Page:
On Saturday night (5-31), Valory Music Group artist Brantley Gilbert headlined the Blue Ridge Music Festival in Salem, Virginia, with Thomas Rhett, ABC Nashville actress and singer Clare Bowen, and Travis Tritt opening for him. Apparently what transpired stimulated Travis Tritt to take to Twitter to question the level of respect he and his fellow openers were treated with.
Blue Ridge Music Festival, Brantley Gilbert, Charlie Daniels, Clare Bowen, George Jones, Joe Diffie, Just As I Am, Little Texas, Luke Bryan, Lynyrd Skynyrd, The Dixie Chicks, Thomas Rhett, Travis Tritt, Trisha Yearwood, Twitter, Waylon Jennings, Zac Brown
“There’s a mentality in the country music world of Nashville that says, “You don’t know anything, and we know how to do this.” It’s “We know what’s best for you: You get to the microphone, sing what we tell you to sing, play what we tell you to play, and you’ll be fine.” That scares people away from branching out and doing things that creatively are out of the box.”
The last few weeks might go down in history as one of country music’s most feud-laden moments. Though country music feuding may be on a sharp rise here recently, it is not an uncommon or recent occurrence in country music by any stretch. Nothing gets folks talking like a good old artist on artist donnybrook. Here are some of the most infamous over the years.
Billy Ray Cyrus, Blake Shelton, Carrie Underwood, Charlie Rich, country music feuds, Curb Records, Dierks Bentley, Dixie Chicks, Dolly Parton, Eric Church, Ethan Hawke, feud, Garth Brooks, Gary Allan, Grand Ole Opry, Hank Williams III, Hank3, In A Razor Town, Jason Isbell, John Denver, Johnny Cash, Kelly Clarkson, Kid Rock, Kris Kristofferson, LeAnn Rimes, Luke Bryan, Miranda Lambert, Natalie Maines, Porter Wagoner, Rascal Flatts, Ray Price, Scott Borchetta, Shooter Jennings, Stonewall Jason, Taylor Swift, Tim McGraw, Toby Keith, Tompall Glaser, Travis Tritt, Waylon Jennings, Willie Nelson, Zac Brown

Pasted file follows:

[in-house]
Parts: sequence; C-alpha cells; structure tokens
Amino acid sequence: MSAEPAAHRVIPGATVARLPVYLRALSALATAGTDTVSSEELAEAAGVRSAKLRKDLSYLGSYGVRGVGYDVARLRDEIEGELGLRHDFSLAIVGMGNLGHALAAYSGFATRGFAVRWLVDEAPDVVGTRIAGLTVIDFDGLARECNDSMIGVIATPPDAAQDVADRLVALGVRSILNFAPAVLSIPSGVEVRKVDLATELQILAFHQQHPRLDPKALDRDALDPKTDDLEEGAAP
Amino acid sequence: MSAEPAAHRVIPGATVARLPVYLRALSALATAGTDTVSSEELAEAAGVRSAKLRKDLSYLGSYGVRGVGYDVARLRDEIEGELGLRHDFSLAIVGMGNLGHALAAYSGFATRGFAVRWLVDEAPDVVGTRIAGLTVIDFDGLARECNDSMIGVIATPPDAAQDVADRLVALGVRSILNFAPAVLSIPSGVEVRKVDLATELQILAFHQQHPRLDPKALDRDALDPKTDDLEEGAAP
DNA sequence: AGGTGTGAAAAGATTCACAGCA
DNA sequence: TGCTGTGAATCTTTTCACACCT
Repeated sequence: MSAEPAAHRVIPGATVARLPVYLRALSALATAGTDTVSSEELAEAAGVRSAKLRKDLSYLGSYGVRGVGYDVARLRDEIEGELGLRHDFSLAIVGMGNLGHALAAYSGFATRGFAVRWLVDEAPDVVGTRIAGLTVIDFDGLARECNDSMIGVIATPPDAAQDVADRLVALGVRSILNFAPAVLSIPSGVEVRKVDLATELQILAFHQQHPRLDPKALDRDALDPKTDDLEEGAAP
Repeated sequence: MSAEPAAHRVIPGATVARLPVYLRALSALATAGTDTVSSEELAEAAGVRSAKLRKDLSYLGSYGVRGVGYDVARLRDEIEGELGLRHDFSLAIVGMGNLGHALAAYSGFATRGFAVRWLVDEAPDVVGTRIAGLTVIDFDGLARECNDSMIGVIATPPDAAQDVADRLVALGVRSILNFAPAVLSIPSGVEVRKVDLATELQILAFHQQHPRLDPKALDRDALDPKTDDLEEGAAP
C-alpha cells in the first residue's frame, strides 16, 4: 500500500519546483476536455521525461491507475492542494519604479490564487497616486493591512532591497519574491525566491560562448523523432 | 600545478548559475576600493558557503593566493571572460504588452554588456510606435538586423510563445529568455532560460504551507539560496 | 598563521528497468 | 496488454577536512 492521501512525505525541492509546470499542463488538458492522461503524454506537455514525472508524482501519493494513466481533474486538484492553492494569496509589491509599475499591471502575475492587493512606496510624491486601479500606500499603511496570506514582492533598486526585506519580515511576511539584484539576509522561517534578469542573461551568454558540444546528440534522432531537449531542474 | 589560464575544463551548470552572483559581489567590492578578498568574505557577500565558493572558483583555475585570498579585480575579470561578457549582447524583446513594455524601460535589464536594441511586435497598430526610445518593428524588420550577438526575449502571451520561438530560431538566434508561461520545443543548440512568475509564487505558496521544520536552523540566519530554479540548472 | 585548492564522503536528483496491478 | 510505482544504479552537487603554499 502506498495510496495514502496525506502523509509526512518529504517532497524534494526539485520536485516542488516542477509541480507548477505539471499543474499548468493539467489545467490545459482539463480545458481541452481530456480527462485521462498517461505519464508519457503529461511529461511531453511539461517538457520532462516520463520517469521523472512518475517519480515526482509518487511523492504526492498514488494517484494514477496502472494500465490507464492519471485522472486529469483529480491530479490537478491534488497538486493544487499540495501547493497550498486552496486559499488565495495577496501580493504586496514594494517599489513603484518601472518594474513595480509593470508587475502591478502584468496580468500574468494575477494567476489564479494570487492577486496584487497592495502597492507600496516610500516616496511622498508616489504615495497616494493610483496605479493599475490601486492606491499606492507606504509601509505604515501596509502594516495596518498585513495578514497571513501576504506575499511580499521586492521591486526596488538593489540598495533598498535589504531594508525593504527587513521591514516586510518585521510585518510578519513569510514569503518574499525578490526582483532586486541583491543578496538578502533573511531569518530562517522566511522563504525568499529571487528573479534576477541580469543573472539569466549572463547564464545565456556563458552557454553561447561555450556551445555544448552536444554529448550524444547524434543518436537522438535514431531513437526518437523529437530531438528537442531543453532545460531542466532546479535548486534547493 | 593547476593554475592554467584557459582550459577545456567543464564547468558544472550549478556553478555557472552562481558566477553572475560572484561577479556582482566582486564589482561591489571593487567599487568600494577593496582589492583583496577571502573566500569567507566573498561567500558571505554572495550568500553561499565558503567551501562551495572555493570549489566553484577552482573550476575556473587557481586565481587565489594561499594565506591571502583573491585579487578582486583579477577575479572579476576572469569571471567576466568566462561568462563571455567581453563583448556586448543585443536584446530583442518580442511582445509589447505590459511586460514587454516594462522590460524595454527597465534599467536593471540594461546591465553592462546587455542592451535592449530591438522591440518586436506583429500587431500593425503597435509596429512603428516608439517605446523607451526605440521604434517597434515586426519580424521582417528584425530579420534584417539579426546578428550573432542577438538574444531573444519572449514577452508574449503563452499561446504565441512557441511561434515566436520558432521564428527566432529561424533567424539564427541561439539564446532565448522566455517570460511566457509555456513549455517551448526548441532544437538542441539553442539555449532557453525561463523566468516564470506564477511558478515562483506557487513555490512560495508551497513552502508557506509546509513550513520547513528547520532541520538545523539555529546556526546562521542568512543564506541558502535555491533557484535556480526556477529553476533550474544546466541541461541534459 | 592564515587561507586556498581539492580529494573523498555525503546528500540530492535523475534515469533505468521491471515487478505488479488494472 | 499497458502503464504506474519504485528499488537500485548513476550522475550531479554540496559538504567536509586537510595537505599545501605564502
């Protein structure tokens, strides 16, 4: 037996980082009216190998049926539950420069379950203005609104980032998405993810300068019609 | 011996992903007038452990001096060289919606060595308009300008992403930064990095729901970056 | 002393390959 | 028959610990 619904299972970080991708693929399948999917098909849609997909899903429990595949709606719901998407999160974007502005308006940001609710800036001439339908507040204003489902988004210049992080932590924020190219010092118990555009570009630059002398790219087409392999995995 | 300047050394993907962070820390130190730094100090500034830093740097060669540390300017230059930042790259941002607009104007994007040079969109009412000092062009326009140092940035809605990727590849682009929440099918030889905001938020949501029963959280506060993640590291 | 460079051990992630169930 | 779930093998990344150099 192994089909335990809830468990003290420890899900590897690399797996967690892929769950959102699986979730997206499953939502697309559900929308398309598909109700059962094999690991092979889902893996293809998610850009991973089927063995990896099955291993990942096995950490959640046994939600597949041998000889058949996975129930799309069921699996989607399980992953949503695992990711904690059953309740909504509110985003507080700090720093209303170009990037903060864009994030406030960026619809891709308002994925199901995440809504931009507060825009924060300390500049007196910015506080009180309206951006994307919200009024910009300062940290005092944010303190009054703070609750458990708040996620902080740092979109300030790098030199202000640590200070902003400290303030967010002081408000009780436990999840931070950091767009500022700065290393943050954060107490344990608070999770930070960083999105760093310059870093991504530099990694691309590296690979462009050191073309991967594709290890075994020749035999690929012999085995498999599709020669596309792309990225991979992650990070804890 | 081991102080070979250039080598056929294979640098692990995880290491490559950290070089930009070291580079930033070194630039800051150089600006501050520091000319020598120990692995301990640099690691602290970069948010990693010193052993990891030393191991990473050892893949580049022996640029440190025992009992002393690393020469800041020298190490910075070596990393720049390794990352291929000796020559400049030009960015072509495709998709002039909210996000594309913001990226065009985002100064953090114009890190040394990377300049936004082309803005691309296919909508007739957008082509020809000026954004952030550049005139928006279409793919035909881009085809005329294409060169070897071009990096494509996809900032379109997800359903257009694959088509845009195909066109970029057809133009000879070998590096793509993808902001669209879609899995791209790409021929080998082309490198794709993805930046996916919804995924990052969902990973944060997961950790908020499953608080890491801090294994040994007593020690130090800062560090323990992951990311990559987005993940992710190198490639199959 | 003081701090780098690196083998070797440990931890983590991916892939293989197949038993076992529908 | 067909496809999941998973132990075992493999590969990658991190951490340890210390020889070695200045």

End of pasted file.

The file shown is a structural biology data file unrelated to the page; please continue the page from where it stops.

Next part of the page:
So this weekend we were reading the June edition of Playboy Magazine. You know, for the articles. And lo and behold, Saving Country Music is cited in a feature on Eric Church entitled “The Badass” that proclaims the performer from North Carolina the “new face of country music.” You know, I could almost like Eric Church if he would quit so doggedly pursuing his persona as product.
Blake Shelton, David Allan Coe, Earnest Tubb, Eric Church, Florida Georgia Line, Hank Williams, Hank Williams Jr., Johnny Paycheck, Keith Urban, Luke Bryan, Lynyrd Skynyrd, Marty Stuart, Playboy, Taylor Swift, The Allman Brothers, Travis Tritt, Waylon Jennings
The April 28th issue of Country Weekly features Saving Country Music’s 2012 Artist of the Year Marty Stuart and his legendary 20,000-piece archive of country music collectibles, clothing, instruments, and other memorabilia. As Marty Stuart tells the magazine, his passion for preserving artifacts led to his career in country music.